# Fermat's Difference Equation / Pell's Equation

Solve the equation $x^2-5y^2=4$ in positive integers.

I know that the base case is $(3,1)$, but I don't know how to get the general form (like how you do it at a pell equation)

I have the basic solutions $(3,1)$, $(4,2)$, $(11,5)$, $(29,13)$, and $(76,34)$.

The values of $y$ mysteriously correspond to alternating terms in the Fibonacci Sequence [1], 1, [2], 3, [5], 8, [13], 21, [34]. Interesting...

• Note that you can solve the equation $x^2-5y^2=1 \quad (*)$ and then find solutions for your equation by multiplying the a solution $(x,y)$ of $(*)$ by $2$ for getting a solution of your equation. Commented Jan 2, 2015 at 9:41
• Yes, I know that a solution of $x^2-5y^2=1$ corresponds to a solution of $x^2-5y^2=4$, but not necessarily that the processs is reversible.
– user198454
Commented Jan 2, 2015 at 9:48
• another way is $x/2+\sqrt{5}y/2=(3/2+\sqrt{5}/2)^n$ ($x,y$ are integers, as you'll verify directly (e.g. by setting $n=2$) or by thinking about algebraic integers in $\mathbb Q(\sqrt{5})$) Commented Jan 2, 2015 at 9:49
• @user8268. Thank you! but does this give all the solutions, just like Pell's Equation does?
– user198454
Commented Jan 2, 2015 at 9:50
• Note that you seem to have solutions to $x^2-5y^2=-4$ except for $(3,1)$ which should probably be $(1,1)$ Commented Jan 2, 2015 at 10:14

Note that $\frac {1+\sqrt 5}{2}\frac {1-\sqrt 5}2=-1$ so that if $$a^2-5b^2=(a+b\sqrt 5)(a-b\sqrt 5)=\pm4$$ then $\frac {1+\sqrt 5}{2}\frac {1-\sqrt 5}2(a+b\sqrt 5)(a-b\sqrt 5)=\mp 4$ and this means that $$\left(\frac {a+5b}2+\frac{a+b}2\sqrt 5\right)\left(\frac {a+5b}2-\frac{a+b}2\sqrt 5\right)=\mp 4$$

(*)This is obtained by pairing the factors with $+\sqrt 5$ and the factors with $-\sqrt 5$ and gives $$\left(\frac {a+5b}2\right)^2-5\left(\frac {a+b}2\right)^2=\mp4$$

You then get a sequence $(a,b), (\frac {a+5b}2, \frac {a+b}2), (\frac {3a+5b}2, \frac {a+3b}2) \dots$ where alternating elements give the same sign in the original equation.

The connection with the Fibonacci Sequence is easy to see. You can start with $(a,b)=(1,1)$

The point with this kind of equation is that you can generate additional solutions once you know one solution and some number which is a unit (i.e. a solution to the equation which gives the answer $\pm 1$). What you are really looking for is a fundamental unit - which generates the group of units in the relevant number field. You can then establish a recurrence to find solutions. Here it is $\frac {1+\sqrt 5}2$ which plays that role.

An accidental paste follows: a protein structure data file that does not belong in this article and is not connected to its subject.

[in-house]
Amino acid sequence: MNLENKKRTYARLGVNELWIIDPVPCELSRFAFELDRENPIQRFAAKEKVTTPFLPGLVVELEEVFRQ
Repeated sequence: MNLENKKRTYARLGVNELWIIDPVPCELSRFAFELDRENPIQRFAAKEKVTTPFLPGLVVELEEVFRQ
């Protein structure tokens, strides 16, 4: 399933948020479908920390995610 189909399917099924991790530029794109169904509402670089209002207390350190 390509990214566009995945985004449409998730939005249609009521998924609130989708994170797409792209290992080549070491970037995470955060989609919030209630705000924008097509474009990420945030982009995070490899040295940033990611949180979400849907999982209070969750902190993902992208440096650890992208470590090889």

One way of showing that you have all the solutions is to show that you can work back from any solution to a minimum one. If at the stage (*) above you mix the terms so that each term with $+\sqrt 5$ is matched with a term with ${-\sqrt 5}$ then you will find that the solutions decrease.

Looking at the three terms of the sequence noted above $(a_1, b_1)=(a,b); (a_2, b_2)=(\frac {a+5b}2, \frac {a+b}2); (a_3, b_3)=(\frac {3a+5b}2 \frac {a+3b}2)$ it is clear that for any three consecutive terms $$a_1+a_2=a_3$$$$b_1+b_2=b_3$$

This makes it clear that the numbers involved are all integers (once two consecutive integer pairs are found).

The terms in the first place are Lucas Numbers and in the second place are Fibonacci Numbers.

Solutions giving $+4$ are $$(3,1); (7,3); (18,8); (47, 21); (123, 55) \dots$$

Solutions giving $-4$ are $$(1,1); (4,2); (11, 5); (29, 13); (76, 34) \dots$$

• Mark, for your amusement... math.stackexchange.com/questions/742181/… I like the Conway picture method, I put four excerpts with prefix indefinite_binary at zakuski.utsa.edu/~jagy/other.html Dmitry says that the machine Zakuski is being decommissioned in a few weeks, may not have websites after that. Oh, Conway's entire book is available online maths.ed.ac.uk/~aar/papers/conwaysens.pdf Commented Jan 2, 2015 at 19:16
• @WillJagy - I have a copy of the book. Thank you for reminding me of it. I'll have another look - I was taught about quadratic forms by Conway once, long ago, but I think before he developed that particular way of seeing the values. When I read it, I thought it could come in handy. Commented Jan 2, 2015 at 19:24
• I like it; for small target values, the Lagrange "reduced" forms cycles give all (primitive) representations, Conway is handy for intermediate sized values, as here. I think Stillwell's pages add something valuable as well. Commented Jan 2, 2015 at 19:54
• anyway, if you search the site with string Conway River you get a bunch of my answers with pictures, including recent ones where I show how the form automorphism group generator appears; Conway and Stillwell do not mention that, although it is easy... Commented Jan 2, 2015 at 20:01
• @WillJagy Perhaps there is a subject here for a blog post (if they are still in view)?? Commented Jan 2, 2015 at 20:05